Ela V.: How do you think the Network could help you?

A.B.: It would be really nice to meet other moms and talk about mom things. I would also like to expose my daughter to an international environment where she could play and meet other children.

****This is one of the many stories from our Expat Stories Series  If you are interested in sharing your story fill out the form on this post.  We Would Like to Read Your Expat Story

Living an expat life, being pregnant and giving birth are unique experiences we could all learn from and relate to. We would like to read more of your stories, your experiences, your fears, your expectations. Together with journalist Ela Vasilescu we would like to continue this project and expand it to also include birth stories and pregnancy experiences.

Moving to a different country and starting a new life, although exciting, can be scary and the process of integration is slow and excruciating. We want to include birth stories in the project because each woman has a distinctive memory about the moment when they gave life to a new human being and reading those stories would help and inspire other mothers to be or fill with joy and melancholy the ones who are already experiencing motherhood. 

We would like to explore these three distinctive threads (living as an expat, pregnancy and birth stories) that whilst seemingly different, they trigger situations and feelings unlike others and by sharing them we could help others understand they are not alone, offering the support they need to move forward.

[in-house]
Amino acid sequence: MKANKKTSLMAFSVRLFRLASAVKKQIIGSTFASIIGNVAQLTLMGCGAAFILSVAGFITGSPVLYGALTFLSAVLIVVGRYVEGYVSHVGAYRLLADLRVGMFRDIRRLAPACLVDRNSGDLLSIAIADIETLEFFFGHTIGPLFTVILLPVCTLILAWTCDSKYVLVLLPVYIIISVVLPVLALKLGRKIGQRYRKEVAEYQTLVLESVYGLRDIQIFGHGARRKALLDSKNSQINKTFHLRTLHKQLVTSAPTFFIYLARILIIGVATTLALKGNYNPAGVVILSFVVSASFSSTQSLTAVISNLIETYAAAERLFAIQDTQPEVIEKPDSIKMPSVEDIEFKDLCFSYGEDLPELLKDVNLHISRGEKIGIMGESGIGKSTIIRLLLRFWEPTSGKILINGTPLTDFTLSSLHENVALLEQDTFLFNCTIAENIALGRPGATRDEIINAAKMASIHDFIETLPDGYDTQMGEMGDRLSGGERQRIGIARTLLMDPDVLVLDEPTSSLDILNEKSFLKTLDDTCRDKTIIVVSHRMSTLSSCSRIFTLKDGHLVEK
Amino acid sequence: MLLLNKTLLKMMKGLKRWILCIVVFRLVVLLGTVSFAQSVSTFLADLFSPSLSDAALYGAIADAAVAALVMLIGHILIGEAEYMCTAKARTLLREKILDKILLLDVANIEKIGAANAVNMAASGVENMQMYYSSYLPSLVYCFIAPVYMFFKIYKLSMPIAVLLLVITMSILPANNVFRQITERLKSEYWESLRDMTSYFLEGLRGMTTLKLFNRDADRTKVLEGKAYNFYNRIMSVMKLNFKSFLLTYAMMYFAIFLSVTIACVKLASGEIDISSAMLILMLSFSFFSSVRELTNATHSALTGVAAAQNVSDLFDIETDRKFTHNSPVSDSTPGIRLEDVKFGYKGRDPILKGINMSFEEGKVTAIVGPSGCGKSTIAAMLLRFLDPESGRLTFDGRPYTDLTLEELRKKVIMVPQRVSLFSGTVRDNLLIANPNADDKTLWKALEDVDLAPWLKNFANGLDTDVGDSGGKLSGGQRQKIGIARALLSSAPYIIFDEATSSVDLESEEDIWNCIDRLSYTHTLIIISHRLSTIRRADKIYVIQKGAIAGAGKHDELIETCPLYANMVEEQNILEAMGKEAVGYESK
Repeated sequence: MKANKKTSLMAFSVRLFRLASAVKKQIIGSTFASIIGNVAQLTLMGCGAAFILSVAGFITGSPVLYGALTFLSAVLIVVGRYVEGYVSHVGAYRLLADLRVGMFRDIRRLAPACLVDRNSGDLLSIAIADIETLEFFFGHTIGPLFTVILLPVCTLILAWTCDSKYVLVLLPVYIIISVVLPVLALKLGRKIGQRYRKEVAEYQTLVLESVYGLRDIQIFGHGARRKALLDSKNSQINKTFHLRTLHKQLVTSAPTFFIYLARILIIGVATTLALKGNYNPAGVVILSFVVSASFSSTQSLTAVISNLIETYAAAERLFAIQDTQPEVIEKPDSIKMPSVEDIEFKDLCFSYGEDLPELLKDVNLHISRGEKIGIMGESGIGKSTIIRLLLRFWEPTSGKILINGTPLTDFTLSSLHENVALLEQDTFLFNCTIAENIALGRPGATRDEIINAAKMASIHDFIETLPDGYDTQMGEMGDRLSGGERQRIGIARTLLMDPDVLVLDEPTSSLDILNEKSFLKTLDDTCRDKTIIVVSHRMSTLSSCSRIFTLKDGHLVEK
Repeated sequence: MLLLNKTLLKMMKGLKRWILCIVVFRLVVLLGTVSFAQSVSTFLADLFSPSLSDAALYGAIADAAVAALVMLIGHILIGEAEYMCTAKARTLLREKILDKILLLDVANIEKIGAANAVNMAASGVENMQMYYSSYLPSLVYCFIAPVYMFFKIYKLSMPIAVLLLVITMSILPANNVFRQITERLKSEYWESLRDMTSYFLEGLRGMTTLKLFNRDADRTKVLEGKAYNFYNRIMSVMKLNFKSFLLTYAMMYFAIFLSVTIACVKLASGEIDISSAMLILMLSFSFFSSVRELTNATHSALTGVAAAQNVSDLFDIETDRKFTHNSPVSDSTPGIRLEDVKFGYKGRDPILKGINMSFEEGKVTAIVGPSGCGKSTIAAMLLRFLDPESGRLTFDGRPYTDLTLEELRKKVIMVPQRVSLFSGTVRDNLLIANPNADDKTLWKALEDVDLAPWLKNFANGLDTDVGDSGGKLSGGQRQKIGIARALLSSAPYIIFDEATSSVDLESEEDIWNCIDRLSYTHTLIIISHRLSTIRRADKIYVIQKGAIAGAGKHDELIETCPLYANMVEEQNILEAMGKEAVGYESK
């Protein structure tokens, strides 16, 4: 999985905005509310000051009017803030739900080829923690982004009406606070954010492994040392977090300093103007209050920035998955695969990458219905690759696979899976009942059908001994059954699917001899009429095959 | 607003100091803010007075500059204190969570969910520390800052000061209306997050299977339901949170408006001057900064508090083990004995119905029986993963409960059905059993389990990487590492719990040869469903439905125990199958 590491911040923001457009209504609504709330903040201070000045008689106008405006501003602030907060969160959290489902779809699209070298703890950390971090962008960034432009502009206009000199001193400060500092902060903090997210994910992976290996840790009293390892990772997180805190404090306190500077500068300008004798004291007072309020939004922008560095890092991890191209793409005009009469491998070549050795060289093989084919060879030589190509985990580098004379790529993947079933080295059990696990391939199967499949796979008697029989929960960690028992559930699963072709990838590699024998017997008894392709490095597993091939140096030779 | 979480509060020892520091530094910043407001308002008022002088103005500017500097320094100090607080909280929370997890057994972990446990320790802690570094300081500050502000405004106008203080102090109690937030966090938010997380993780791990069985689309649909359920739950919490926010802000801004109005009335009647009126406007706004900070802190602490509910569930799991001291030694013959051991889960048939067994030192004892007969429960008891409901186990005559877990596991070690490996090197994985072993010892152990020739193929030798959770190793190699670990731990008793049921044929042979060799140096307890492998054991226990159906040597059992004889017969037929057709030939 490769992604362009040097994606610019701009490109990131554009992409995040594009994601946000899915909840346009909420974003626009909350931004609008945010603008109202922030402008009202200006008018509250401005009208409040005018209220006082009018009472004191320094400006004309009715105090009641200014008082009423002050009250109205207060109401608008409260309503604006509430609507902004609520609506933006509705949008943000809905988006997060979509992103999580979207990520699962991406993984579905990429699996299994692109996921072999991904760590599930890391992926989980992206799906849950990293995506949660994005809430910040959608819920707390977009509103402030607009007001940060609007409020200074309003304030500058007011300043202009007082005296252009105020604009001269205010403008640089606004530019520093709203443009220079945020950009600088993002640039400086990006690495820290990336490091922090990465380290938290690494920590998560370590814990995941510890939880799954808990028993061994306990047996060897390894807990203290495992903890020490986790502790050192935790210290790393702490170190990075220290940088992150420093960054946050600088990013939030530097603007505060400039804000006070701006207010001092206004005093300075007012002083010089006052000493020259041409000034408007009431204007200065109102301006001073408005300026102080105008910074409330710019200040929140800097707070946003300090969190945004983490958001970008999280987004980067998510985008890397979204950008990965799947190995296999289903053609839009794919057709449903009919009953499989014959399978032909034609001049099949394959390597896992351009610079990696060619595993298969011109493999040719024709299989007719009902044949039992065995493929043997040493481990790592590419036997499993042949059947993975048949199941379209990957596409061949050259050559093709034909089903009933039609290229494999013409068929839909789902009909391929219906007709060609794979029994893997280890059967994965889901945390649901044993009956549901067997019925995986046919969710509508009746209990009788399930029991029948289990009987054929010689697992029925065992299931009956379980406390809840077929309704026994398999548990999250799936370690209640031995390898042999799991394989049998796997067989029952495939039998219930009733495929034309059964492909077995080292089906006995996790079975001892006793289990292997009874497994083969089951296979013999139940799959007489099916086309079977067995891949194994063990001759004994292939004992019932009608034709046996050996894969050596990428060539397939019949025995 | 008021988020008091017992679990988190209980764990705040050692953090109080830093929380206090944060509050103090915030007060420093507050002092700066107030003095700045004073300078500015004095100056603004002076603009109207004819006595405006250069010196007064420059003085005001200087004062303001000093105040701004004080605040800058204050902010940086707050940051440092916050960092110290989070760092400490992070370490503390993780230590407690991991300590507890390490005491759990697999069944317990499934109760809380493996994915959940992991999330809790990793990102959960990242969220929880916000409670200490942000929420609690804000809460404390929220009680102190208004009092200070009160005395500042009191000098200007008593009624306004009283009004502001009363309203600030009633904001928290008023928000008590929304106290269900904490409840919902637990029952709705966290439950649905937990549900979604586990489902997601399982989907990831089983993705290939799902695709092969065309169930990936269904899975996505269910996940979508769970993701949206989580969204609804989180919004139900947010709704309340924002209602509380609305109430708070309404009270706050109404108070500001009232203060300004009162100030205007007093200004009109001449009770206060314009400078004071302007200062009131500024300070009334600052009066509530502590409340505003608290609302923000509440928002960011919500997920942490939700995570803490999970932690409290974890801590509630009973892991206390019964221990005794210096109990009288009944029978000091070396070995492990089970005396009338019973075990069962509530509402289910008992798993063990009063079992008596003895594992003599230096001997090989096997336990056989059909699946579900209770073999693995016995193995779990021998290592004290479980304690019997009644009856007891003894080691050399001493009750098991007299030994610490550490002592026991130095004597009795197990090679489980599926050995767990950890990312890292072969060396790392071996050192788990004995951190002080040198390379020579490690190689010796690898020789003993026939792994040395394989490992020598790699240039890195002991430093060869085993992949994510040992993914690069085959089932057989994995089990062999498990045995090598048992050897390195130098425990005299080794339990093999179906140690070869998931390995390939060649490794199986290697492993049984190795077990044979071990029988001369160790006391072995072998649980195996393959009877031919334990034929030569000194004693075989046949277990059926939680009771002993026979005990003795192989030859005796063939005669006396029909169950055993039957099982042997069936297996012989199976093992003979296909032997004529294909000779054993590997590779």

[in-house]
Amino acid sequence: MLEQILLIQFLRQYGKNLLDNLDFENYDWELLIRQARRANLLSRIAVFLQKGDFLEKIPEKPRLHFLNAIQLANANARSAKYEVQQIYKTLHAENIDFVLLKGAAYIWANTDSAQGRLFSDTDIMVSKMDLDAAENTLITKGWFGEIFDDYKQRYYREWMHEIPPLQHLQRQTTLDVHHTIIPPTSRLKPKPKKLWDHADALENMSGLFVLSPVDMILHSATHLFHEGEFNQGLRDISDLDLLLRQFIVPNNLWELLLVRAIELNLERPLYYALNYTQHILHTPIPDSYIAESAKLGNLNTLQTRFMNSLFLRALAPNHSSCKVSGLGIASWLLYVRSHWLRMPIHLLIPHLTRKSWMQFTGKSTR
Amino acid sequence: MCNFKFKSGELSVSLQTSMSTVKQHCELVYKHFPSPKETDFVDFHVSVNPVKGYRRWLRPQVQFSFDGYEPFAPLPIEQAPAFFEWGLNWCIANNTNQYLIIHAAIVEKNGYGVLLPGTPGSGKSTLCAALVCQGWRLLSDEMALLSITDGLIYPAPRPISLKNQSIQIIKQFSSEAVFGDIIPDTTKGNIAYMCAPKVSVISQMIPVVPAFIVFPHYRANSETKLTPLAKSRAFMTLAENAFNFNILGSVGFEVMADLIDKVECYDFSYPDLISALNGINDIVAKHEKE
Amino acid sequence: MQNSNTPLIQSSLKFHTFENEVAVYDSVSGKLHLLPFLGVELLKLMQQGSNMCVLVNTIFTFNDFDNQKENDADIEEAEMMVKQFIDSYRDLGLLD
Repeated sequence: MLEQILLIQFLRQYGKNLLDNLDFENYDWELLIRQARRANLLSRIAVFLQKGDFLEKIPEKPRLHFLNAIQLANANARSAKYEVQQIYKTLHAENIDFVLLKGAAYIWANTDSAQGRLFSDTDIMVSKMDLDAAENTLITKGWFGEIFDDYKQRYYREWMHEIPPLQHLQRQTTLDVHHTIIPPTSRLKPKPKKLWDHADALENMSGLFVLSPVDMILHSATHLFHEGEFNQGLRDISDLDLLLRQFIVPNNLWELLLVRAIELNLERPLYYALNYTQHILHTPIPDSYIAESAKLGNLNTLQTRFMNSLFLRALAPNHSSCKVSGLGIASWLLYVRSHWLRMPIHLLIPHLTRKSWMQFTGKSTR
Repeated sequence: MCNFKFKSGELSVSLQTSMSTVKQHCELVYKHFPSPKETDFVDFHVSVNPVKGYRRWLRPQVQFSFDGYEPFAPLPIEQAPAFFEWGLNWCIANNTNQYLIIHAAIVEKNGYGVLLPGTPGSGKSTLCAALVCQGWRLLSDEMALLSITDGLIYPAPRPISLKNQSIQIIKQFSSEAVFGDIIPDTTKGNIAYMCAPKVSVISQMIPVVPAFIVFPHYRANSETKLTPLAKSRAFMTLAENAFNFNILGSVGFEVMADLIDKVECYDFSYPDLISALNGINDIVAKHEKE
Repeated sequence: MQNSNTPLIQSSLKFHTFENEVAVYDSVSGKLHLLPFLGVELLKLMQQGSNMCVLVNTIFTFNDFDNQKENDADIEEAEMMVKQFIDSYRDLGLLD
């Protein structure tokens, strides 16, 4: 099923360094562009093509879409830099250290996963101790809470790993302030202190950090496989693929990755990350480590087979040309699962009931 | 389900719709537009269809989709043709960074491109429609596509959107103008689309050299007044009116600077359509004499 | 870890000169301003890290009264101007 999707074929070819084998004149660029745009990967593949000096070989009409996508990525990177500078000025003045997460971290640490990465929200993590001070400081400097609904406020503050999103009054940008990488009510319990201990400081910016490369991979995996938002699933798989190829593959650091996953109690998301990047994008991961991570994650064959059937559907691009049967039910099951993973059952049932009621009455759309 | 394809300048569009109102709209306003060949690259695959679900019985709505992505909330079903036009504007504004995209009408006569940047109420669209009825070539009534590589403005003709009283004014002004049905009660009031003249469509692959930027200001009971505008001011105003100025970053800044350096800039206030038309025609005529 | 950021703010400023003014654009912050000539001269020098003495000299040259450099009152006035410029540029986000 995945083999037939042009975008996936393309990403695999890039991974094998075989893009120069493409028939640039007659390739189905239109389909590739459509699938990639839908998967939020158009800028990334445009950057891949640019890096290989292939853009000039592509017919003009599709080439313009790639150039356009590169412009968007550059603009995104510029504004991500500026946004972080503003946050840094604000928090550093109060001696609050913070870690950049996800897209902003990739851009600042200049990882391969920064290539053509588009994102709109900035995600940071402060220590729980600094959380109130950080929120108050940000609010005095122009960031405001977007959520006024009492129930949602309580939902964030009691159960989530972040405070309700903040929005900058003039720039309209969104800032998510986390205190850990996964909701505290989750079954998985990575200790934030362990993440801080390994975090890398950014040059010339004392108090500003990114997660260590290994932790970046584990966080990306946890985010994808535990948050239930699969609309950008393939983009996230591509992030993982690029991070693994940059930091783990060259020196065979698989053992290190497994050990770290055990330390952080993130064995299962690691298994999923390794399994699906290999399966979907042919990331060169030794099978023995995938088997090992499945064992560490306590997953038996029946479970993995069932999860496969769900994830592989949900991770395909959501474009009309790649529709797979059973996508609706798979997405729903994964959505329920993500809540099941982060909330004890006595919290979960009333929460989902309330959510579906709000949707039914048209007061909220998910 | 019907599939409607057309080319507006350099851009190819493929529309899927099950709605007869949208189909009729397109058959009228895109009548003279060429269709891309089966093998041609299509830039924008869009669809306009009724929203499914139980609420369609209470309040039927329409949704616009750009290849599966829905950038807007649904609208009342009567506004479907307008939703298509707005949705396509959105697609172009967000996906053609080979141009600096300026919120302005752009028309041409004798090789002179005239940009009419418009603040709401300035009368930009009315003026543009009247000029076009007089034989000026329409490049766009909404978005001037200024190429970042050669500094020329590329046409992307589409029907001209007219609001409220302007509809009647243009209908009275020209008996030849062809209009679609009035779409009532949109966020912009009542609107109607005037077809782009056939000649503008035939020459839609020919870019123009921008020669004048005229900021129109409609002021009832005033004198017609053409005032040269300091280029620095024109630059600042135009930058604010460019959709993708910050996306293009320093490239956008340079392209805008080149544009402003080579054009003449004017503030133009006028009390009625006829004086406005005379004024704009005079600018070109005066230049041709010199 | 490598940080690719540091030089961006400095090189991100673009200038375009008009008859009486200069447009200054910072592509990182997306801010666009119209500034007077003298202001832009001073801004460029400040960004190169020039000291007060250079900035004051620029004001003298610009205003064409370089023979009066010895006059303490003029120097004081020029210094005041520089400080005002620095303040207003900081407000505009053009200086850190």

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2 replies »

  1. Hi there, I’m in a similar situation and I wanted to say that you’re not alone! There is no date to this article so I don’t know what stage you’re at with everything. My relationship broke down really while I was pregnant but now my baby is nearly 17 months old and we’re separated, pending divorce. I too am totally alone where I live, in a very small village, and my only relief from isolation is a job which I recently started (only a few hours a week). Thankfully my baby’s father is very hands on at present and takes her when I work. However it’s not easy not having anyone to share the joys of my baby with, and being the sole point of reference in her life most days. I’m beginning to think that I don’t even know how to socialise or meet people anymore, I’ve lived in isolation for so long! I don’t think I will ever be able to go home to my home country, or even leave this little village.

    • I want you to know there are many in the Moms group that can relate to what you are saying. It is a very tough situation being an expat having children and having the marriage or partner relations go sour. Join the discussion group and join others that are going through similar situations.